Overview: Saudi Arabia continued to maintain a strong counterterrorism relationship with the United States and supported enhanced bilateral cooperation to ensure the safety of both U.S. and Saudi citizens within Saudi territories and abroad. Saudi Arabia remained a key member and active participant in the Global Coalition to Defeat ISIS, as evidenced by its co-leading the Counter-ISIS Coalition's Counter-Finance Working Group (CIFG) alongside the United States and Italy. The Saudi government condemned ISIS's activities and participated in coalition military action to defeat the group in Syria and Iraq.
The Saudi Arabian government continued to build and reinforce its capacity to counter terrorism and violent extremist ideologies. Both ISIS, and, to a lesser extent, al-Qa'ida in the Arabian Pensinsula (AQAP), continued to encourage individual acts of terrorism within the Kingdom. ISIS inspired and launched individual lethal attacks in the Kingdom primarily targeting Saudi security forces and Shia residents. Despite the attacks, Saudi Arabia maintained a high counterterrorism operational tempo, made a number of highly publicized arrests of terrorist suspects, and disrupted active terrorist cells across the Kingdom. Saudi security forces also continued to confront the threat from AQAP, although the group's activity was diminished. ISIS attacks against Saudi security forces, Shia mosques and community centers, and Western targets in Saudi Arabia and other Gulf Cooperation Council (GCC) states in 2016 underscored the ongoing threat posed to Saudi Arabia and the region by ISIS, which Saudi Arabia worked closely with both Western and GCC partners to address.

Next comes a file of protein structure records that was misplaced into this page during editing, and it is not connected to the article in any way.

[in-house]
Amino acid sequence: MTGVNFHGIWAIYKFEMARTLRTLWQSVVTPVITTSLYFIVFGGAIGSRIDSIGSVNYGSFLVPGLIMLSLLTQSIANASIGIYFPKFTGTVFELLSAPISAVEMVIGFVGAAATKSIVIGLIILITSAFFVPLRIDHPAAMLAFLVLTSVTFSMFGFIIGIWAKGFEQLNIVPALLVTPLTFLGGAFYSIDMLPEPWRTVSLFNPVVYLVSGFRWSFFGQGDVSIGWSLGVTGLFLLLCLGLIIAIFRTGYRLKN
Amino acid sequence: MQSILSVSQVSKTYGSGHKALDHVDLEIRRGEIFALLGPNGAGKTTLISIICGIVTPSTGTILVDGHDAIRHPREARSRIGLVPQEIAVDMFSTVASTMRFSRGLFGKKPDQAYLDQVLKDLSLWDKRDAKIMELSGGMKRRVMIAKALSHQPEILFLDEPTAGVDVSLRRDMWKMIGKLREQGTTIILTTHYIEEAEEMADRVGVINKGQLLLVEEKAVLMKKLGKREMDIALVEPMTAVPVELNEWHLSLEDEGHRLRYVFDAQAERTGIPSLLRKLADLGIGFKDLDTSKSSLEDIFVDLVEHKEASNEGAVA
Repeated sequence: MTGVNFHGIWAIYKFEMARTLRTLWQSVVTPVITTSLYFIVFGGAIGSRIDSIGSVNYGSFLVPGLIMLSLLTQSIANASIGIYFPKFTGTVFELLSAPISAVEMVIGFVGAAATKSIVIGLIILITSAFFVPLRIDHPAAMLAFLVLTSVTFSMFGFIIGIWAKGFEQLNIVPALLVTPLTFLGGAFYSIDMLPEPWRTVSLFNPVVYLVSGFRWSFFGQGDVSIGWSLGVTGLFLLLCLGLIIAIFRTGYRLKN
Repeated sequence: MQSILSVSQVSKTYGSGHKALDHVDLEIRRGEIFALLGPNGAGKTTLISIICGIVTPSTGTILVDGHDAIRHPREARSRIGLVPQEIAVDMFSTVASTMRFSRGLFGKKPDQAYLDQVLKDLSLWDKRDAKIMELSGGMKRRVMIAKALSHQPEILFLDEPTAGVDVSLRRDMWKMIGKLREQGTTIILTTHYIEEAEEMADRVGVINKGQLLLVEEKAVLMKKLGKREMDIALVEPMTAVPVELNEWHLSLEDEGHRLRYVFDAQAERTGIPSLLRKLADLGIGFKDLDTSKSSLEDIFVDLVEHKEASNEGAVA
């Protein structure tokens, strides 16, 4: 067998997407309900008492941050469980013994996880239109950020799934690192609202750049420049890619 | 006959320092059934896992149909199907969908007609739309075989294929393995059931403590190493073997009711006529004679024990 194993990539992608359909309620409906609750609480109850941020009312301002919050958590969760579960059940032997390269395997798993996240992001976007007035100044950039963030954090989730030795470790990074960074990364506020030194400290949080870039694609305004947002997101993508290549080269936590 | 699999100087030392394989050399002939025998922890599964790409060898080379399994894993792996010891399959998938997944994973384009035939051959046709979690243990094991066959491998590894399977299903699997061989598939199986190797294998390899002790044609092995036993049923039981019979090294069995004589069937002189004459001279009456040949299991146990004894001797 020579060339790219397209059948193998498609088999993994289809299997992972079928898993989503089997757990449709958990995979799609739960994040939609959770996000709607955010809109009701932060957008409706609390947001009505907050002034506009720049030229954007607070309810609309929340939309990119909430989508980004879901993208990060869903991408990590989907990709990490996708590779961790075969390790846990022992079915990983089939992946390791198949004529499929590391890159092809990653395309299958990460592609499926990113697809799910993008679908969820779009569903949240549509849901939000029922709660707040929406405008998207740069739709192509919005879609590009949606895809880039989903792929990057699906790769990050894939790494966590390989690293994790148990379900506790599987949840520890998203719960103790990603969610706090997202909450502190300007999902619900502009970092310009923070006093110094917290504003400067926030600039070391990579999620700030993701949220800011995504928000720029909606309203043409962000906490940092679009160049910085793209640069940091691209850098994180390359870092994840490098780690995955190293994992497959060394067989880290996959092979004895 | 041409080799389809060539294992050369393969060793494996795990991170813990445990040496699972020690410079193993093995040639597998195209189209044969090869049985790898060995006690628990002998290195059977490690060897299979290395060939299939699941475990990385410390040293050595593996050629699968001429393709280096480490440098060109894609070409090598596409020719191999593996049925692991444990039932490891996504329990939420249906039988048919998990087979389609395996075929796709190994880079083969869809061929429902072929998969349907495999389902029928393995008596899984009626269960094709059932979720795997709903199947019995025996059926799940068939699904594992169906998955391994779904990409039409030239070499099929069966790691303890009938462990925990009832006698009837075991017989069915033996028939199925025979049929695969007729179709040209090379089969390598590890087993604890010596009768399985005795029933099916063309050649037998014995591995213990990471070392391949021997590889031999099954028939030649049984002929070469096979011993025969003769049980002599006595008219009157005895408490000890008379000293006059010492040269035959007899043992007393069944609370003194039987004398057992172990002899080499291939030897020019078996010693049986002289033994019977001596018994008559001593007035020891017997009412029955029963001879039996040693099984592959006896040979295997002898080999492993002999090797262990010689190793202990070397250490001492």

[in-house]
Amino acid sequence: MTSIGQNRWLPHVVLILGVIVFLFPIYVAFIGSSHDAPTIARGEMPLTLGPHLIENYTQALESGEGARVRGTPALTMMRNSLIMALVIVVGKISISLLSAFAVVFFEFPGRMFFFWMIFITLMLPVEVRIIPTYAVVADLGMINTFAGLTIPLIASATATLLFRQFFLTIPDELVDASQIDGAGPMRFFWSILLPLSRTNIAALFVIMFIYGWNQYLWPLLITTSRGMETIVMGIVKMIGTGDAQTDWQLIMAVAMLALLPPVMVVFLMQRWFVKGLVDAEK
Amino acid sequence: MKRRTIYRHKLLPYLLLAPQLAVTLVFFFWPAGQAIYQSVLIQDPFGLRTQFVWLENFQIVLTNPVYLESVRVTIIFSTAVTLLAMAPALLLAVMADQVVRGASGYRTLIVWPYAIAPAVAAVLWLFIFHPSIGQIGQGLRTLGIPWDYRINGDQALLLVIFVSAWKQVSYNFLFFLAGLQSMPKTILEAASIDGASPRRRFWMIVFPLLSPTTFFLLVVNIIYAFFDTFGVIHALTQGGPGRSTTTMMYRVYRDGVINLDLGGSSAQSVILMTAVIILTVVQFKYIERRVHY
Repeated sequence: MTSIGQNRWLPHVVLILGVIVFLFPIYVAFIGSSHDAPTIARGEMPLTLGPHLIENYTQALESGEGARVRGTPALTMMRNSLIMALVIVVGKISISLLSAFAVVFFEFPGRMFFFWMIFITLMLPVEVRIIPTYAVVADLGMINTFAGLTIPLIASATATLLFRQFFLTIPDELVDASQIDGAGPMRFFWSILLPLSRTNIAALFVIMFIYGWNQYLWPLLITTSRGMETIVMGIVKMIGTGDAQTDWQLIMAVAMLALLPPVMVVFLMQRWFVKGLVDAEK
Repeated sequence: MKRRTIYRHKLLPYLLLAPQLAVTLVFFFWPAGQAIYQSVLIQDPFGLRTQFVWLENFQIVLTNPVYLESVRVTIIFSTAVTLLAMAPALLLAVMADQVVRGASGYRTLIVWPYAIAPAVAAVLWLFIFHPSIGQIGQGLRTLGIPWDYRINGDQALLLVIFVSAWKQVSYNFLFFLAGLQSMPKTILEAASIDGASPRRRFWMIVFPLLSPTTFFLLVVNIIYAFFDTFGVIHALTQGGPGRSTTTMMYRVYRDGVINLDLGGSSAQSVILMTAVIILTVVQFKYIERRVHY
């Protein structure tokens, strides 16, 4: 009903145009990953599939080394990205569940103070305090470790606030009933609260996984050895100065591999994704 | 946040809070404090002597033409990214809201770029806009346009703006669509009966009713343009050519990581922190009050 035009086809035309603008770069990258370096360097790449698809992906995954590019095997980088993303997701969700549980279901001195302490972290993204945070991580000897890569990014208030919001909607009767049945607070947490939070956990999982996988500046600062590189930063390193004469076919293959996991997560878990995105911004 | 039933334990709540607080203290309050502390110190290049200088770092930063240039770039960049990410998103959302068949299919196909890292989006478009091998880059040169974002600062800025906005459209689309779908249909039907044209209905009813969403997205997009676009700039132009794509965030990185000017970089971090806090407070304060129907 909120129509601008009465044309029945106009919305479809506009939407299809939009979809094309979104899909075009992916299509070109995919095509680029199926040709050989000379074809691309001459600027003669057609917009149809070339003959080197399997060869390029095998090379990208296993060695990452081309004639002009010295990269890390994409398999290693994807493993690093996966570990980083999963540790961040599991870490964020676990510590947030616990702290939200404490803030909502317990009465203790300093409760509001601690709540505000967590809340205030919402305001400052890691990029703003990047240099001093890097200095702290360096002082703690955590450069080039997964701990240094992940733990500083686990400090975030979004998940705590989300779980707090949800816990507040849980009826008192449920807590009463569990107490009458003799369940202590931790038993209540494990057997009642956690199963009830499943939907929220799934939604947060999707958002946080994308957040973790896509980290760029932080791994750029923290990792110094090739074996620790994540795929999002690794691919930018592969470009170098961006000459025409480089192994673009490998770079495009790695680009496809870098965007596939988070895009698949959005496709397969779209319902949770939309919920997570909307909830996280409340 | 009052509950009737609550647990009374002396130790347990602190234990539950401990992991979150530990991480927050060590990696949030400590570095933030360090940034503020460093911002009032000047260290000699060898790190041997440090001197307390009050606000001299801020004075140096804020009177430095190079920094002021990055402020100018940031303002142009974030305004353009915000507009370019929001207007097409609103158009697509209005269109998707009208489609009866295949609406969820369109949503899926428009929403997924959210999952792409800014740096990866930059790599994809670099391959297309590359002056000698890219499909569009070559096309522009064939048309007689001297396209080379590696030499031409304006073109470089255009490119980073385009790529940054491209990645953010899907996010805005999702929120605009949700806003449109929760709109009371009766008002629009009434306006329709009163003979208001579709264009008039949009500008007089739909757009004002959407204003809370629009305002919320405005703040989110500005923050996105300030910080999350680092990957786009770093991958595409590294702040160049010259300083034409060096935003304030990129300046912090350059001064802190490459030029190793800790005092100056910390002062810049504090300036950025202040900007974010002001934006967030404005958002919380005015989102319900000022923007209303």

Saudi Arabia implemented UN Security Council resolutions (UNSCR) 2178 and 2199, and the UN Security Council ISIL (Da'esh) and al-Qa'ida sanctions regime; expanded existing counterterrorism programs and rhetoric to address the phenomenon of returning foreign terrorist fighters; and leveraged terrorist finance provisions of its Law for Crimes of Terrorism and Terrorist Financing (CT Law) and Royal Decree A/44 to counter the funding of violent extremist groups in Iraq, Syria, Lebanon, and elsewhere. The government also launched several new countering violent extremism (CVE) initiatives to blunt the appeal of extremist messaging and improve oversight of Islamic charitable and proselytization (da'wa) activities at home and abroad.
According to the Saudi Ministry of Interior (MOI), as of December, there were 2,093 Saudis fighting with terrorist organizations in conflict zones, including ISIS, with more than 70 percent of them in Syria.
Amnesty International, Human Rights Watch, and other international human rights organizations criticized what they characterized as the Saudi Arabian government's use of the 2014 terrorism law to suppress political expression and dissent, citing broadly written language that criminalizes "acts that disturb public order, defame the reputation of the state, or threaten the kingdom's unity."
2016 Terrorist Incidents: Deadly attacks by ISIS-affiliated groups against Saudi targets occurred despite continued Saudi efforts to detect and disrupt terrorist activity aimed mostly against Saudi security forces and the minority Shia community. Figures released by the Saudi Arabian government indicate there were 34 terrorist attacks in 2016. These included:
On January 29, four worshippers were killed in a suicide bomb attack in the Eastern Province when a 22-year-old Saudi national blew himself up at the entrance to the Shia Imam Rida Mosque in al-Ahsa after security officers stopped him. A second alleged bomber was arrested at the scene after exchanging gun fire with security forces. Separate ISIS-affiliated cells in Medina, Mecca, Jeddah, and Shaqra were uncovered before carrying out large planned attacks, according to media reports. In all cases, the Saudi government worked to clarify the circumstances regarding these attacks and responded quickly to ensure proper security measures were in place, coordinating with U.S. counterparts.